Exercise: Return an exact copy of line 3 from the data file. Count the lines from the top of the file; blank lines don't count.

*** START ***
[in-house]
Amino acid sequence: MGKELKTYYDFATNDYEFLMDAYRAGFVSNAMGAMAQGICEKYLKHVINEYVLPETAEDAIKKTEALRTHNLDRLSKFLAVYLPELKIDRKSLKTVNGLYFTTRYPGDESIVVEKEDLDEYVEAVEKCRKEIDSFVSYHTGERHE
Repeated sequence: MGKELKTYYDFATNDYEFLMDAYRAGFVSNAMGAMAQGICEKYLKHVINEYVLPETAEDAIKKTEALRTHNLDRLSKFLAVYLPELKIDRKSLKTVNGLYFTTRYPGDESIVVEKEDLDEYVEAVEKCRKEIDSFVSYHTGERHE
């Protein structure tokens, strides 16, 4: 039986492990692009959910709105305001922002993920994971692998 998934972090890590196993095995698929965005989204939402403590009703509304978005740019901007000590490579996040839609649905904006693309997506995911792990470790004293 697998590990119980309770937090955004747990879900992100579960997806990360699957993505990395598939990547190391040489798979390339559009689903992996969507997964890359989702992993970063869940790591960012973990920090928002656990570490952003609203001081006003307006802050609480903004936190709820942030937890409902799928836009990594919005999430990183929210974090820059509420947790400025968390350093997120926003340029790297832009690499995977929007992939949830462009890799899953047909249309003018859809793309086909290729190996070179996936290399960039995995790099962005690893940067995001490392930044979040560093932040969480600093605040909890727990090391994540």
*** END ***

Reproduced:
Repeated sequence: MGKELKTYYDFATNDYEFLMDAYRAGFVSNAMGAMAQGICEKYLKHVINEYVLPETAEDAIKKTEALRTHNLDRLSKFLAVYLPELKIDRKSLKTVNGLYFTTRYPGDESIVVEKEDLDEYVEAVEKCRKEIDSFVSYHTGERHE